Calendar spreads, also known as time spreads, are useful when you are uncertain about the direction of the market but you want to implement an effective option hedge during periods of market volatility. Of course, you can tailor your calendar spread to meet a bullish or bearish bias, and we will be looking at calendar spreads with a bearish bias in this article.
A bearish calendar spread consists of two options: a long put option and a short put option.
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Long put option: The first option is a long put with a long-term expiration date. Traders will usually use LEAPS or options with expiration dates longer than a year for this option. The long-term put establishes the bearish bias for the trade and will grow in value as the market drops.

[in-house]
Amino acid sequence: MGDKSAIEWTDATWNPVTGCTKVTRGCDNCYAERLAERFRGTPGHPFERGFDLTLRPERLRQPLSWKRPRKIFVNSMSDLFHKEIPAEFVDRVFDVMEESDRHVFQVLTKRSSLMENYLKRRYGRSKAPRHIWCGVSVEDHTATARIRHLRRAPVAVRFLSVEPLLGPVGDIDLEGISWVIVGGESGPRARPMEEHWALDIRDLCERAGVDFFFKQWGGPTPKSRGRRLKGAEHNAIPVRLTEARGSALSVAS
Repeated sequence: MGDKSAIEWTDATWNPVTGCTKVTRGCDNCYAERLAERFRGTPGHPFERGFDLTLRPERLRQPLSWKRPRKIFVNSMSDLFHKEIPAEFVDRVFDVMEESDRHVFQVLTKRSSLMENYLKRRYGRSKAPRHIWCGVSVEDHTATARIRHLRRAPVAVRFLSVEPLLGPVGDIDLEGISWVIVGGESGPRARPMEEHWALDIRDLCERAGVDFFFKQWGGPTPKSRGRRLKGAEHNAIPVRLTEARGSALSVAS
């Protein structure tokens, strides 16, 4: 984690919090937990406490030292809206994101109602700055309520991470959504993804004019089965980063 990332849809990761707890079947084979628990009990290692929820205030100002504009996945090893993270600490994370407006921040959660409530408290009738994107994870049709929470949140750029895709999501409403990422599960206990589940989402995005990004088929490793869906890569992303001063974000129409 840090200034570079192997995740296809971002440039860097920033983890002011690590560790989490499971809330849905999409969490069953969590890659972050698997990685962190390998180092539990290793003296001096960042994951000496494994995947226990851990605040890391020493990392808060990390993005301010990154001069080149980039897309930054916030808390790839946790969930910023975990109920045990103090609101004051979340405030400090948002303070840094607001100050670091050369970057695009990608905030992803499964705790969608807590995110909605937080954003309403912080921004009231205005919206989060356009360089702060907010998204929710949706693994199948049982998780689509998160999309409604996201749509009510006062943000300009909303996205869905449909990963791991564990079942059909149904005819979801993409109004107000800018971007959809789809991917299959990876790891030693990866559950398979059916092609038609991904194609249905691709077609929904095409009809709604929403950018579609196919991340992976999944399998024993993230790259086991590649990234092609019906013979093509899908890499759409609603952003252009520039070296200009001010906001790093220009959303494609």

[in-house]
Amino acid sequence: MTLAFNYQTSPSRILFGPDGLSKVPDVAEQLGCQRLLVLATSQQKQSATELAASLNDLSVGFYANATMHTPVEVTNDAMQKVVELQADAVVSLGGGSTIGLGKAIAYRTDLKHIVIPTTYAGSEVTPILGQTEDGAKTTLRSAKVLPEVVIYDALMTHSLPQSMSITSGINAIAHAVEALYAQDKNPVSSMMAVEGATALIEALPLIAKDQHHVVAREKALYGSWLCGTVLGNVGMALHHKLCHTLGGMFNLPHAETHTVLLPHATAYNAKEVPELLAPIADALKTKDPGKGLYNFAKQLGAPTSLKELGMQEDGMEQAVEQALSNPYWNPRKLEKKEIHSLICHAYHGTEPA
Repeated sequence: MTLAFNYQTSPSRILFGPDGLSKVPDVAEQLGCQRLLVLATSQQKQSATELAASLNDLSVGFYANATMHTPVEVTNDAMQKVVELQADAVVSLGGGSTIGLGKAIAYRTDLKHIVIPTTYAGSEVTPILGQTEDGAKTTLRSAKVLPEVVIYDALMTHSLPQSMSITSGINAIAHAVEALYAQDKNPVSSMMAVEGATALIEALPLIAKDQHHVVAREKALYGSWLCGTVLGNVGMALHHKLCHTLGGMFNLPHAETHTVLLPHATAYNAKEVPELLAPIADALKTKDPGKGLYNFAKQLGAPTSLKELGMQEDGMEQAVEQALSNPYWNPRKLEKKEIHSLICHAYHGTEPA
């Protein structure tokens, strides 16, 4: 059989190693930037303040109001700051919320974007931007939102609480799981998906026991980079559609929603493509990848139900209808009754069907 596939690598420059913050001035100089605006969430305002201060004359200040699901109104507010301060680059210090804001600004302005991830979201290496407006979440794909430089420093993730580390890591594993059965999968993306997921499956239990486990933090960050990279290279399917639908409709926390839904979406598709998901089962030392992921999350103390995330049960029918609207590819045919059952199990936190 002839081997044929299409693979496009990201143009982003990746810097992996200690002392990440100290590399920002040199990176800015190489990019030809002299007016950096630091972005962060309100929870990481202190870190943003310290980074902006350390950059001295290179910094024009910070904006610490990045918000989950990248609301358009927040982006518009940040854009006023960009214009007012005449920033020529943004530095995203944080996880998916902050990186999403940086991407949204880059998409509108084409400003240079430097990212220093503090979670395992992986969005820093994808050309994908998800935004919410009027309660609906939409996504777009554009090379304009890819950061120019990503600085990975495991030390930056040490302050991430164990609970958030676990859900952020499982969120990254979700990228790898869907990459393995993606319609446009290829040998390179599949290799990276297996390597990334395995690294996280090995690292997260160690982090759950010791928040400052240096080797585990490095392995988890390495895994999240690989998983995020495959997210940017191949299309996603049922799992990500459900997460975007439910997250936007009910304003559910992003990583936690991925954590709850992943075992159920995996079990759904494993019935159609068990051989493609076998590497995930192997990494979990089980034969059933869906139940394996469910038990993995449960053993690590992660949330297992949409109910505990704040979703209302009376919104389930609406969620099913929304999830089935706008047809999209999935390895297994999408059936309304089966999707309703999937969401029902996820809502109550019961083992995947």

Short put option: The second option is a short put with a short-term expiration. The short put has the same strike price as the long put you purchased. The identical strike price but different expiration dates is what makes this a calendar spread.
When you enter a bearish calendar spread, you must pay for the long put option but you receive a premium for selling the short put option. The ratio of the premium received from the short put to the price you paid for the long put is much larger than the ratio would be in a diagonal spread.